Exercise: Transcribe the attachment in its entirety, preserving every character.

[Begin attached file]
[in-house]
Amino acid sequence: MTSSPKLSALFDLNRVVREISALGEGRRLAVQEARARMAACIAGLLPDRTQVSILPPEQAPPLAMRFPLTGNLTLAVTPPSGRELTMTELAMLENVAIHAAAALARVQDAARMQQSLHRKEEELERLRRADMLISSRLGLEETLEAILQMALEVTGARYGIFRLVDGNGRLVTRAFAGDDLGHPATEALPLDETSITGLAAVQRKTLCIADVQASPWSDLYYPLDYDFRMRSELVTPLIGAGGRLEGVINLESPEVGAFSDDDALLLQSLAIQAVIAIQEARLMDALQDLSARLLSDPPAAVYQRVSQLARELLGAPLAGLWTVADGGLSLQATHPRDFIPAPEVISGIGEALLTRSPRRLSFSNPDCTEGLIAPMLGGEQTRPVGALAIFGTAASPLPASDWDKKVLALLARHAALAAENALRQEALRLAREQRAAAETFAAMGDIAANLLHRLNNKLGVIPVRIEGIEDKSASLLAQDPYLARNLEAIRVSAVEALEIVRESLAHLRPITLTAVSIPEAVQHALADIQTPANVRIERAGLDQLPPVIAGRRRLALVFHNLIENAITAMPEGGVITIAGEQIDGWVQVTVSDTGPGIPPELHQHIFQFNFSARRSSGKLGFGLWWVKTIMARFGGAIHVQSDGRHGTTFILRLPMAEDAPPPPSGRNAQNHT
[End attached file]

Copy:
[in-house]
Amino acid sequence: MTSSPKLSALFDLNRVVREISALGEGRRLAVQEARARMAACIAGLLPDRTQVSILPPEQAPPLAMRFPLTGNLTLAVTPPSGRELTMTELAMLENVAIHAAAALARVQDAARMQQSLHRKEEELERLRRADMLISSRLGLEETLEAILQMALEVTGARYGIFRLVDGNGRLVTRAFAGDDLGHPATEALPLDETSITGLAAVQRKTLCIADVQASPWSDLYYPLDYDFRMRSELVTPLIGAGGRLEGVINLESPEVGAFSDDDALLLQSLAIQAVIAIQEARLMDALQDLSARLLSDPPAAVYQRVSQLARELLGAPLAGLWTVADGGLSLQATHPRDFIPAPEVISGIGEALLTRSPRRLSFSNPDCTEGLIAPMLGGEQTRPVGALAIFGTAASPLPASDWDKKVLALLARHAALAAENALRQEALRLAREQRAAAETFAAMGDIAANLLHRLNNKLGVIPVRIEGIEDKSASLLAQDPYLARNLEAIRVSAVEALEIVRESLAHLRPITLTAVSIPEAVQHALADIQTPANVRIERAGLDQLPPVIAGRRRLALVFHNLIENAITAMPEGGVITIAGEQIDGWVQVTVSDTGPGIPPELHQHIFQFNFSARRSSGKLGFGLWWVKTIMARFGGAIHVQSDGRHGTTFILRLPMAEDAPPPPSGRNAQNHT